Naked tales

23 Feb 10 11:17AM EST
Post by Matthew Steen  Matthew Steen Google Plus
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Recently I moved and decided to do without a very large national communications network. You know who I’m talking about: Telstra.

I started the process of Naked DSL activation. I’d briefly been with Internode at my previous address and hadn’t had any issues, so decided to go with them again. It was relatively simple, as long as you don’t read their rather long-winded explanation of what you’ll require if you are in an apartment complex. Even I got confused with descriptions of MFDs and other random IT acronyms I’ll never use. I don’t live in an apartment so moved on.

All I need to do is:
a) Ring Telstra, get a line set up
b) Contact Internode and get Naked DSL set up
c) Cancel the Telstra line

Simple, right? Well, only if you like double handling. But that’s what happens in a monopoly.

I had my NakedDSL working, was on the phone to Telstra to cancel my line, and then came the series of hiccups.

My first mistake was explaining to Telstra about getting Naked DSL installed. Telstra informed me that not only would I be hit with a $100 fee for cancelling before my first three months were up (which I was already aware of), but that Naked DSL required a dial tone so I would have to reconnect to Telstra after 2-3 weeks when the dial tone was ready. She explained this was why Telstra didn’t do Naked DSL, because it required a dial tone. What?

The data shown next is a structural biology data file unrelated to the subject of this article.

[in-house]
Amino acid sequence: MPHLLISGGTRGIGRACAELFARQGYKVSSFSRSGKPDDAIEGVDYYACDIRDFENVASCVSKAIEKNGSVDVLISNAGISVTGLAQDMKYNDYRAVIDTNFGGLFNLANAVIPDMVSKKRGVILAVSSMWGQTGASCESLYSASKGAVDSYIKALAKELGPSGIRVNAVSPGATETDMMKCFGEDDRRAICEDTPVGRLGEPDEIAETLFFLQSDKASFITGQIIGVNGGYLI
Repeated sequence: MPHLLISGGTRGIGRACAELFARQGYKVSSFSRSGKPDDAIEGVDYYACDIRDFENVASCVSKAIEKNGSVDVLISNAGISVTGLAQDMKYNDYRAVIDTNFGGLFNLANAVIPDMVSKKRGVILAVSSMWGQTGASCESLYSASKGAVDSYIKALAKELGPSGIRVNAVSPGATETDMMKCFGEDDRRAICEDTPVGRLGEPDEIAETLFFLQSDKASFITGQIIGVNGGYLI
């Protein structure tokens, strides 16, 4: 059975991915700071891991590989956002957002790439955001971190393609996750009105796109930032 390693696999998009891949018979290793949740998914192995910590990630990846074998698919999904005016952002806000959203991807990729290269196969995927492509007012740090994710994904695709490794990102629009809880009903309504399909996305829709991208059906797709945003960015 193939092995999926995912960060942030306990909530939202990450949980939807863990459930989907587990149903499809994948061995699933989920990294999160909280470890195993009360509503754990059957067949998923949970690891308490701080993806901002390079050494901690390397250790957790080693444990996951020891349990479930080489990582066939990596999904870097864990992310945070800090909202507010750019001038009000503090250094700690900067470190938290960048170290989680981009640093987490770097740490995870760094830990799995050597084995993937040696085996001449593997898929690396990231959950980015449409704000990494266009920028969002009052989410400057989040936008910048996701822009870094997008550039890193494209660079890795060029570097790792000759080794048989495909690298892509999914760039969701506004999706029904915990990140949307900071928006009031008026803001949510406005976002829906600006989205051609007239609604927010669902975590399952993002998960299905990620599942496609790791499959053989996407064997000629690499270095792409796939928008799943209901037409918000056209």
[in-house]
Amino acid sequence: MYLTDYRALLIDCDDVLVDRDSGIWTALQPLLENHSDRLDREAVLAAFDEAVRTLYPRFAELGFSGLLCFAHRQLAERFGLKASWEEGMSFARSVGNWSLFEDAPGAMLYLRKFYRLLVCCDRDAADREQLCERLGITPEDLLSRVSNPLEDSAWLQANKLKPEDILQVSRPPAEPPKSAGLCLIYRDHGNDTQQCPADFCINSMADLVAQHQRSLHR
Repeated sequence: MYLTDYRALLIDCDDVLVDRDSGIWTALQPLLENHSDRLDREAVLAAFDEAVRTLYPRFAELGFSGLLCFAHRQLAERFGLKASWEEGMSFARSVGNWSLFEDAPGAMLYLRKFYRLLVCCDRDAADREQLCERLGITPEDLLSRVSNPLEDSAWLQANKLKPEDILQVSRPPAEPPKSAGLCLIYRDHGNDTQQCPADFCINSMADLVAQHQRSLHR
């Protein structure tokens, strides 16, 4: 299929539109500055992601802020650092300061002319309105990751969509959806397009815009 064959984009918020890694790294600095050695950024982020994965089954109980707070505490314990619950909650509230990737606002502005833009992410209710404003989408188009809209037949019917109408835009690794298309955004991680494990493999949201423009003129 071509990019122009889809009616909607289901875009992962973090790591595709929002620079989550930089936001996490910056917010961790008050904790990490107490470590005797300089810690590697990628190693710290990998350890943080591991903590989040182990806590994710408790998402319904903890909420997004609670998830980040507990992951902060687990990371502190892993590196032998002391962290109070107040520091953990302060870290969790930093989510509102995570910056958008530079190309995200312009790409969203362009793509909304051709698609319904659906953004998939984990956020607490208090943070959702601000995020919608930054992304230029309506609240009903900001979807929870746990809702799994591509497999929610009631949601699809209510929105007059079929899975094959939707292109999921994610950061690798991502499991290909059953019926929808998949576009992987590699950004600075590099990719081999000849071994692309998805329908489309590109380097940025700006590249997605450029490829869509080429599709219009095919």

I politely declined to cancel and rang Internode. After some time on hold, I got through to technical support who explained to me that Telstra was wrong, that Naked DSL doesn’t require a dial tone, and to ring them back and tell them to cancel the line rental and stop billing me.

I rang Telstra again. This time I didn’t mention Naked DSL, I just said I wanted to cancel. A better-informed Telstra rep said my line rental had already been cancelled by their Bigpond DSL department. No talk of $100 penalty fees or requiring a dial tone. Bye-bye Telstra.

Moral of this blog? Take a large grain of salt when talking to Telstra about Naked DSL. I’m sure it was the result of one misinformed person rather than a deliberate attempt to tie me to a pointless line rental for another three months. 

Check out our 2009 ISP Satisfaction survey and stay tuned for our upcoming report on broadband billing.

 

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